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Holladay Journal

Theater helps Olympus High School students grow through roles

Apr 09, 2024 10:56AM ● By Sarah Brown

Ava Hansen and Eli Lewis capture the generational essence of Ariel and King Triton. (Photo courtesy of Luke Hansen, Rocket Salt Studios)

From March 6-12, audiences filled the Olympus High School auditorium eager to experience their favorite characters, songs, and story, “The Little Mermaid” musical, presented by the performing arts program. 

It’s a tale of the ages, for all ages. A story of good and evil, risk and reward, love and community that addresses us all but is minted for the young.

Little girls in Ariel costumes skipped down the theater corridors, excited to catch a glimpse of their favorite princess. Parents trailed behind in anticipation of reliving the nostalgia of the original Disney production they grew up with—though this time, they were more likely to identify with the parental perspective, hopes and fears of King Triton.

In the gap are teenage adolescents trying on new roles for size, exercising their voices and channeling their emotions in service to their ambitions, as they feel their way through a set with predetermined boundaries—on stage, as in life.

It is these voices, a talented group of student-actors, that delivered the heart of the story. 

Robin Edwards, who has been at the helm of this program for 34 years, shared her aspirations for her students and described how theater helps to develop their self-awareness.

“My biggest goal for my students is that they learn more about themselves,” she said. “The more they understand who they are (not what they are going to be) the better choices they can make. This could come through identifying with the character they are playing, the story they are telling or the message of the play/musical. It can also come with how they schedule their time, learn their lines, treat other cast and crew members throughout the process of the production.”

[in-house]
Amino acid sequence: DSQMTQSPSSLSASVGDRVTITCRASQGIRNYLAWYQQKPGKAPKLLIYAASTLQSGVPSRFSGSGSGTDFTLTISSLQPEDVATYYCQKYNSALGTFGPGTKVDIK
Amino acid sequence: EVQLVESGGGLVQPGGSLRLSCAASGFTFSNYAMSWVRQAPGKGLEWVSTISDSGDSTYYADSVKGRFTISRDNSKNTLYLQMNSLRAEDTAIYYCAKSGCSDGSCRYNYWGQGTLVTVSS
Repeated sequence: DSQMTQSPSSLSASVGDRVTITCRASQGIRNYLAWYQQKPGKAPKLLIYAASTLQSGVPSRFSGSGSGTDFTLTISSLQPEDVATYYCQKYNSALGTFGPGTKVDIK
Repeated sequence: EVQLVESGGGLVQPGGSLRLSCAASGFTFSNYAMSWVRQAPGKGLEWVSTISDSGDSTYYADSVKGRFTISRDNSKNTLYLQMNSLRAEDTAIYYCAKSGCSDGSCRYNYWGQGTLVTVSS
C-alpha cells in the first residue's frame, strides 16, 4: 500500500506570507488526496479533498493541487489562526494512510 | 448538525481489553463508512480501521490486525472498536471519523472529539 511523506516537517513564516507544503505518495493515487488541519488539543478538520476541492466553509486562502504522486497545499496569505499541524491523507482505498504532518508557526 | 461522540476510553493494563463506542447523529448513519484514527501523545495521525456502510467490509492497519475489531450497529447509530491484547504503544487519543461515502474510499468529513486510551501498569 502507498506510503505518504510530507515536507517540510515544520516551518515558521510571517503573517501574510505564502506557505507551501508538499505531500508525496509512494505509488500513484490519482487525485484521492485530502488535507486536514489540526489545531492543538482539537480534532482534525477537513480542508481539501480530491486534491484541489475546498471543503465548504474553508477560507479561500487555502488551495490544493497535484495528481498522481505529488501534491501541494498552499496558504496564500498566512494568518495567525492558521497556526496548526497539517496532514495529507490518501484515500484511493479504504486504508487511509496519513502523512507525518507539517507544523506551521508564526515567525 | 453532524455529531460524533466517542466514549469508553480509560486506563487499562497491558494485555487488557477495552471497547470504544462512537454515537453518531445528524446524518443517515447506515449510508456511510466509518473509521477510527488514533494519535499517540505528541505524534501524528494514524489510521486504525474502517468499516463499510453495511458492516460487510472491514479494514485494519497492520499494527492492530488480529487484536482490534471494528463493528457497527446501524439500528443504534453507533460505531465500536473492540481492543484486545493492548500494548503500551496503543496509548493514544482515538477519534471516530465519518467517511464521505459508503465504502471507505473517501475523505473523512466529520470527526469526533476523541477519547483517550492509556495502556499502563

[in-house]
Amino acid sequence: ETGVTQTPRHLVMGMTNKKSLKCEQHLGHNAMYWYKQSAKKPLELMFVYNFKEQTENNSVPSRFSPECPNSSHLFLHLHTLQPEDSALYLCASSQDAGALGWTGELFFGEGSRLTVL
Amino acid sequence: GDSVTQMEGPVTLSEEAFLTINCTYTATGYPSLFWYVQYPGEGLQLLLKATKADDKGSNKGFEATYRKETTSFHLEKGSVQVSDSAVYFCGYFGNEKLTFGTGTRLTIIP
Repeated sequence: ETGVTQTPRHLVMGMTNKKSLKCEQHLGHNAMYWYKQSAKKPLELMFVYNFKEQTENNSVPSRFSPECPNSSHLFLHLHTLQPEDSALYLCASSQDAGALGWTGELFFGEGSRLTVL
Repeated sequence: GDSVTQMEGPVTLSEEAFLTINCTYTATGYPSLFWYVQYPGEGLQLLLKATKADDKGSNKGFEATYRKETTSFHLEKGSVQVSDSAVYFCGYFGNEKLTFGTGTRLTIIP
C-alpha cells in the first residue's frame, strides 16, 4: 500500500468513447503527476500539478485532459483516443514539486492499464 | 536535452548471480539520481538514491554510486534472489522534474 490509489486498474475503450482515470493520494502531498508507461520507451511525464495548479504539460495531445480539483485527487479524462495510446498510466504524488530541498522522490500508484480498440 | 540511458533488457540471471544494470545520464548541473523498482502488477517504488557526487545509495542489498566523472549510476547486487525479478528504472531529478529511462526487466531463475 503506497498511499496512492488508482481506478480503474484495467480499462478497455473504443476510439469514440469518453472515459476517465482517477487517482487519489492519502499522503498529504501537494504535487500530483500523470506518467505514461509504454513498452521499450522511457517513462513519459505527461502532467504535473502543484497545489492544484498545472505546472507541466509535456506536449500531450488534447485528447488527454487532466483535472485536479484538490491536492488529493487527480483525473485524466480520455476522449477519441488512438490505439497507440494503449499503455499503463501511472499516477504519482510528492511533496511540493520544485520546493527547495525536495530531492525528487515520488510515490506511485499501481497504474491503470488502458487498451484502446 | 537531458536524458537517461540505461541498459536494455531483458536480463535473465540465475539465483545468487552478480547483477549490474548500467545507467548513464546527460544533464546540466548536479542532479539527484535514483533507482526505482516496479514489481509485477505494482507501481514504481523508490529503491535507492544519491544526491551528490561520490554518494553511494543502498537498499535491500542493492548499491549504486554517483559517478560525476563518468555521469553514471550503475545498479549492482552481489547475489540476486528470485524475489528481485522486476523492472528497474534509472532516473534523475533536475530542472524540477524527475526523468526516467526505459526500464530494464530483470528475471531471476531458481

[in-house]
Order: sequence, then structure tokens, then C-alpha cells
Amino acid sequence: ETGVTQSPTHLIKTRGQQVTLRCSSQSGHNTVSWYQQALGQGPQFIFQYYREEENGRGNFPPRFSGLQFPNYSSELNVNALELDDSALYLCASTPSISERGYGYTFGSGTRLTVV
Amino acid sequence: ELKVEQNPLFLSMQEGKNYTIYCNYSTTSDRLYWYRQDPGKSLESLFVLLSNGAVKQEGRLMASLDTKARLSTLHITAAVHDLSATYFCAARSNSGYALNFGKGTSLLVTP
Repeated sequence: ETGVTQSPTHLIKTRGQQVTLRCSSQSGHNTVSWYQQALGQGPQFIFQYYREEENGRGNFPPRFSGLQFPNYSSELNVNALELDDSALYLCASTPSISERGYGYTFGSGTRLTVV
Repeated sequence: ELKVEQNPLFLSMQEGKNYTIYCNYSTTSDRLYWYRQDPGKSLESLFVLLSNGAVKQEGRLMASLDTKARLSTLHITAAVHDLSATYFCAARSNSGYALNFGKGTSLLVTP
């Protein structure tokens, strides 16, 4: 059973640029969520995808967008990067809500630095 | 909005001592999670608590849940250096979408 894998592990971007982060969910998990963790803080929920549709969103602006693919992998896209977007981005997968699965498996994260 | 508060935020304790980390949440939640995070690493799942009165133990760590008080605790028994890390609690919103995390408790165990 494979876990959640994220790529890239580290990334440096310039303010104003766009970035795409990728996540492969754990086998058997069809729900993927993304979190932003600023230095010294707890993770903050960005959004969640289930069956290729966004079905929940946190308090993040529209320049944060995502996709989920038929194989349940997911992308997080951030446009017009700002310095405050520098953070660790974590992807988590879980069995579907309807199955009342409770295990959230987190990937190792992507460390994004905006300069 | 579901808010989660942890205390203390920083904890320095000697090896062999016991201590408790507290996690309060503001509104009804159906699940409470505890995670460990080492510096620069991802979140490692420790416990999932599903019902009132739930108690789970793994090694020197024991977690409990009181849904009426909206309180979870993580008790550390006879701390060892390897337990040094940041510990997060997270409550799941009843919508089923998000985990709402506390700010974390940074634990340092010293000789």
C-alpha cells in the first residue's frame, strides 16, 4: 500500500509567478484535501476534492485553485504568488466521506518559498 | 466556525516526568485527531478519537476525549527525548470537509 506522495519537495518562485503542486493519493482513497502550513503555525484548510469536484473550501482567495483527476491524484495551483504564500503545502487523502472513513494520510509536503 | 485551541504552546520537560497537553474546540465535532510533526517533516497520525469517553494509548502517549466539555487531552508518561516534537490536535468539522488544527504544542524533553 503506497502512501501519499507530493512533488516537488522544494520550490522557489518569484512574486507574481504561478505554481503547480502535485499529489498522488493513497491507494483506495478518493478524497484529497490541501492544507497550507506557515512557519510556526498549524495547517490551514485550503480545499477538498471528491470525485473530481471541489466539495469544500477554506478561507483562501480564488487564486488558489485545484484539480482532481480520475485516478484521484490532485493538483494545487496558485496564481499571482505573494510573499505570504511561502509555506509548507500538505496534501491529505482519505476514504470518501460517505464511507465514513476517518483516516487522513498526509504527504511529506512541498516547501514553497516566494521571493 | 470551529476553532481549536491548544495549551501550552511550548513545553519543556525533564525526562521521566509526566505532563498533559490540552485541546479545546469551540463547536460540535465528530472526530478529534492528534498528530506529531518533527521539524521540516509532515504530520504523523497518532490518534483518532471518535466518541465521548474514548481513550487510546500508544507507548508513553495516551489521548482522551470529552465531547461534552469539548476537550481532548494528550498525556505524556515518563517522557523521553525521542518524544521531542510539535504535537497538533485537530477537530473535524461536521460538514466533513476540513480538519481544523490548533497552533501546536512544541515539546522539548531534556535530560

Self-aware they are.

Ariel, played by Ava Hendrickson and Ava Hansen in the two casts, embodies the teenage spirit and sentiment that is easily relatable in adolescence. 

“I connect a lot with Ariel. I’m very opinionated like her. When I get set on something, I’m going to do it,” Hansen said.

But how a teenager might connect with King Triton, Ariel’s protective father, is less obvious. When given the opportunity to ask the students who played this role in each of the two casts, Eli Lewis and Peter Carlson, their responses were insightful. 

Lewis draws on his personal confidence for the role and conveyed how “commanding the room and being in charge” parlays into a strong paternal stance. He also noted how easily the natural feelings of anger can be called upon.

Carlson connects to the role with a different assurance. He sees King Triton’s character as “an anchor to the show, a point to ground the play to, to bring it back to reality.”

There is wisdom in these words. The art of theater is teaching them the rhythms of life. 

Edwards said that with the development of self-awareness, personal paths can become clear, and joy follows.

In the process, she witnesses responsibility, respect, empathy, maturity and gratitude being cultivated. “That is when the true growth happens,” she said.

Siblings and staff members’ children playing younger roles accompanied them on stage. An experienced director team led them, while a robust technical team arranged the scenes.

Parents, grandparents, and teachers—the King Tritons—provided the love, support and protective space, the “anchor,” for teenage Ariels, once toddlers dressed in costumes, now finding themselves. λ